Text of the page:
In China, October schedules point to a continued climb in airline capacity. Schedules data shows domestic capacity across mainland China had reached prior year levels in August, and was 6% higher by September.
October data shows Chinese mainland domestic seat and ASK capacity running more than 10% above the same month in 2019. Virtually all carriers are scheduled to lift their domestic capacity over October 2019 – the biggest exceptions among leading carriers being Hainan Airlines and Tianjin Airlines.
Notably, capacity is up by double-dight levels across China’s largest airports – when Beijing traffic levels are adjusted for the opening of the city’s second airport at Daxing last year.
Capacity in another Chinese city with two gateways, Shanghai, has favoured the city’s Pudong airport. Domestic capacity is flat at Xi’an and down sharply at Urumqi.
|Source: Cirium schedules data|
This continues the strong traffic recovery, at least on domestic routes, that Chinese carriers have reported in recent months.
The Chinese market, where the coronavirus outbreak first emerged in Wuhan early this year, was initially hardest hit. But it has been among the first markets to recover. While a recovery in international air travel out of China is still to gain traction – capacity remains 90% down in October – domestic traffic has been a bright point for Chinese operators.
The Russian domestic market has experienced an even sharper return in capacity than China. Russia became the first of the major domestic markets to return to 2019 levels in August – and capacity ran 9% above prior year levels for the month.
“It’s partly because Russia had a substantial outbound tourism flow – and people have decided to holiday at home,” explained IATA chief economist Brian Pearce in late September. “Also, airlines in the Russian domestic market have been discounting their fares much more than other markets – down almost 40%. I think that’s one of the key reasons we have seen.”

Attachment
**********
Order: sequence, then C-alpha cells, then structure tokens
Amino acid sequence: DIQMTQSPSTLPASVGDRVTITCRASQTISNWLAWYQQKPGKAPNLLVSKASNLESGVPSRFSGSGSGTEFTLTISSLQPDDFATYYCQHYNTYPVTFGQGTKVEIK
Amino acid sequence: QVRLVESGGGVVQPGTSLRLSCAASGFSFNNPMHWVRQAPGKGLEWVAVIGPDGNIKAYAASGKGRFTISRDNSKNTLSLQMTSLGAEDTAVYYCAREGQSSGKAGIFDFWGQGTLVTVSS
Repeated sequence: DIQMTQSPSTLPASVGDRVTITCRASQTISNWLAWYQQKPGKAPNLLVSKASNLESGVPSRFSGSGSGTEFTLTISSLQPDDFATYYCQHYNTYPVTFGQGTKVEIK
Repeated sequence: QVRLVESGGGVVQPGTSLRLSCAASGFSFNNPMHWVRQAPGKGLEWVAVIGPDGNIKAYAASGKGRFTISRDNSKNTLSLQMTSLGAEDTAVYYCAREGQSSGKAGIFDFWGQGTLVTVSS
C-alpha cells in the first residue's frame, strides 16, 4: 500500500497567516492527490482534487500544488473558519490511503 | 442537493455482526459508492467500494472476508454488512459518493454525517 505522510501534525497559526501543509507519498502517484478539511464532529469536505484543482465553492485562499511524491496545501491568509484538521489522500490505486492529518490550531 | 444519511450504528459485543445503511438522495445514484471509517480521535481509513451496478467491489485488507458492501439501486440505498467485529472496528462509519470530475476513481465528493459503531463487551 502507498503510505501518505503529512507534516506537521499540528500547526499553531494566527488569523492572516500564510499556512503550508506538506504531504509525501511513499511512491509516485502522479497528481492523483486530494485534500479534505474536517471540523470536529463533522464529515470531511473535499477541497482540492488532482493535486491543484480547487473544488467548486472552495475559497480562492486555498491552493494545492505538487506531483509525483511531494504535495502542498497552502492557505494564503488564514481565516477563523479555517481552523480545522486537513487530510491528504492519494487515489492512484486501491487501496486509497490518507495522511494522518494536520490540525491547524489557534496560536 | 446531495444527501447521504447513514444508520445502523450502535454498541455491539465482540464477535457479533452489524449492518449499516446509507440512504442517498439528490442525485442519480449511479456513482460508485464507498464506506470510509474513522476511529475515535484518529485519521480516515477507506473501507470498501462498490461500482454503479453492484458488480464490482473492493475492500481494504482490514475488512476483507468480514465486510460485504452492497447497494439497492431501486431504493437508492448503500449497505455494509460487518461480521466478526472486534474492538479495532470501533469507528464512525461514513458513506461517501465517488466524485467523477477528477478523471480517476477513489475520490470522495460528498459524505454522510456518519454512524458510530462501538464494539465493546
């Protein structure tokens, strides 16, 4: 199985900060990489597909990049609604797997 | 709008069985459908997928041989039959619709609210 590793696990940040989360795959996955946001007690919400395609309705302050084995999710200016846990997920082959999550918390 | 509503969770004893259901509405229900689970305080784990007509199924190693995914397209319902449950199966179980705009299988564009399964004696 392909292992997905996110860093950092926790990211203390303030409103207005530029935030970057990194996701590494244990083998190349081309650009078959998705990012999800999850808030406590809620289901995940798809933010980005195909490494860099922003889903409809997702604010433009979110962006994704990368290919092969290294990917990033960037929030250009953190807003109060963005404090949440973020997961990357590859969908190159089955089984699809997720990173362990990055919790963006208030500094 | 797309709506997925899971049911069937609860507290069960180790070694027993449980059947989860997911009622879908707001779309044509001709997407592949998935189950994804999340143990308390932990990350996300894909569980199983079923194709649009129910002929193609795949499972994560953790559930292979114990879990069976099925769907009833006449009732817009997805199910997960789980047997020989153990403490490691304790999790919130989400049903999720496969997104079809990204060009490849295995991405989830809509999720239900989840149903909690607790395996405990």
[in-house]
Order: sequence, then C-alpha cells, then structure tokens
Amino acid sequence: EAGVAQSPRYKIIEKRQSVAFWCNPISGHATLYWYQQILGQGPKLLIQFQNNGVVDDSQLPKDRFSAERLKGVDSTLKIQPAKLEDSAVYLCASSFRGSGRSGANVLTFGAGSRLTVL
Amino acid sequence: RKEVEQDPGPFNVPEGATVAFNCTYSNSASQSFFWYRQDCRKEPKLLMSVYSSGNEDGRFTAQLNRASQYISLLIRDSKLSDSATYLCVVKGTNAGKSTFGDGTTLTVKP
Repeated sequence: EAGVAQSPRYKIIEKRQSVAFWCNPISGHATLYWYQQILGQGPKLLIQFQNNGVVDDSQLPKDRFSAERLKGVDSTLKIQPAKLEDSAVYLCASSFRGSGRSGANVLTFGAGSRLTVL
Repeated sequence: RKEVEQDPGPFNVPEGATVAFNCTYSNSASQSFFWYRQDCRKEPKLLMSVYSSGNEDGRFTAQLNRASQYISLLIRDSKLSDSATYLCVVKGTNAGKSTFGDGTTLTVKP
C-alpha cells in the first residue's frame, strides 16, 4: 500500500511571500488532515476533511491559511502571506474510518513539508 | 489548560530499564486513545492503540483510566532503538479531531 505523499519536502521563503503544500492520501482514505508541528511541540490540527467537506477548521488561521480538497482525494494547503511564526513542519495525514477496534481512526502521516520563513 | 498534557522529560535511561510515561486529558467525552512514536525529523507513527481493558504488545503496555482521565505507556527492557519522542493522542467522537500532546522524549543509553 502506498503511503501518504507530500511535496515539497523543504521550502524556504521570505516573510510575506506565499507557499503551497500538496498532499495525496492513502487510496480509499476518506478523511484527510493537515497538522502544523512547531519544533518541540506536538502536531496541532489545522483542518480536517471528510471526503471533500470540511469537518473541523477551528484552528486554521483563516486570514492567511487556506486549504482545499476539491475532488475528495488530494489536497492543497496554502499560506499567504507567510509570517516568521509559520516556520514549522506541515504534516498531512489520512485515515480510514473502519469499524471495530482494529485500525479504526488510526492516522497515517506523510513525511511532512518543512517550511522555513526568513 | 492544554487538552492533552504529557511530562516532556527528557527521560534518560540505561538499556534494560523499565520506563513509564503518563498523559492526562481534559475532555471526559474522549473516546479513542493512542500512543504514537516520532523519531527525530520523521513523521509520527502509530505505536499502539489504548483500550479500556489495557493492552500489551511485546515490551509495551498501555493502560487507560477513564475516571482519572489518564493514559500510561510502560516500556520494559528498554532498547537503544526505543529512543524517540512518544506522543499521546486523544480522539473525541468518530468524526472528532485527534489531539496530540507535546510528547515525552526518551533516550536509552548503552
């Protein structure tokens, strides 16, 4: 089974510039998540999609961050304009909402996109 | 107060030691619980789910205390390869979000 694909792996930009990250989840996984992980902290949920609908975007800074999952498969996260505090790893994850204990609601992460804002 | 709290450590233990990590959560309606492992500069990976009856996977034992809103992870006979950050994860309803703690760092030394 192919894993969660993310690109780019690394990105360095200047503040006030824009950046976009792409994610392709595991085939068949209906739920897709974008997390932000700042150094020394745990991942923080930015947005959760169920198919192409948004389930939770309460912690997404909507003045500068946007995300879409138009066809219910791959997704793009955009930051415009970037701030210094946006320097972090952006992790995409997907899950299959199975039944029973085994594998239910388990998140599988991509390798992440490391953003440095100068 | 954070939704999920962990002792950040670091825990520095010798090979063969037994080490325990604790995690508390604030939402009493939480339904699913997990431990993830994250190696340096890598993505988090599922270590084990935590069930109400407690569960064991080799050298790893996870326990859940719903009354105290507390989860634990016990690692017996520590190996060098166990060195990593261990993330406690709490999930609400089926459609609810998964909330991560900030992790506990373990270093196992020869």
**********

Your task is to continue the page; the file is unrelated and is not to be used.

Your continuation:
Load factors in the Russian domestic market were down only five percentage points at 86.4%.
Aeroflot Group in August flew 3.55 million domestic passengers, just 0.4% fewer than a year earlier. That was driven by a strong performance from its low-cost unit Pobeda. The latter had already by July “reached the traffic levels of comparable period of last year”.
By August, Pobeda’s passenger numbers were 17% above a year earlier, at 1.2 million travellers, according to Rosaviatsia, Russia’s federal air transport authority.
A similar dynamic can be seen at Russia’s other major airline group, S7 Airlines, which restarted its entire domestic network in June. Cirium data shows that, following its merger with Globus last year, S7 was by 1 August operating 355 flights per day, measured as a seven-day average, against 271 daily flights a year earlier. Of those 355 flights, all but 15 were domestic.
October schedules show no sign of a let-up. Cirium data shows showing domestic capacity running 10% above 2020 levels for October.
In neighbouring Kazakhstan, national carrier Air Astana is reporting a strong uptick in domestic demand – in part fuelled by the low-cost unit it launched last year, FlyArystan.
“The domestic market is extremely resilient,” Air Astana chief executive Peter Foster told FlightGlobal in Sptember. “On domestic, there is an interesting phenomenon here. Kazakhstan is a very large country and has this very well developed rail network, so a huge amount of travel has been done by rail, which has meant domestic air travel has been very low – which is the reason why we launched FlyArystan.
“What seems to be happening is, people don’t want to go by rail,” he says, highlighting the shorter journey times in an aircraft, together with the clear enforcement of measures such as mandatory wearing of masks on board. “So it seems a lot of people have migrated from the train, particularly to FlyArystan, driven by that phenomenon.”
But domestic air capacity in Kazakhstan as a whole is still set to be down 11% in October, schedules data shows.
And of the large domestic markets, China and Russia remain outliers in having already seen capacity return to or exceed prior year levels.
October schedules data shows domestic capacity in Japan – the second biggest market by traffic in 2019 – Indonesia and Vietnam down around a fifth. Indian domestic capacity remains down more a third October schedules indicate. That though would mark an improvement on the 60% reduction in August and the roughly halving of capacity in September versus the previous year.
Domestic capacity – in terms of ASKs – remains 40% down in October in Brazil, and closer to 50% in terms of seat capacity. That though marks an improvement on the 60% reduction in September capacity.
Perhaps slowest to recover domestically is the Australian market. IATA figures show domestic traffic was down 91% in August and schedules data shows domestic capacity remains down by three-quarters in October.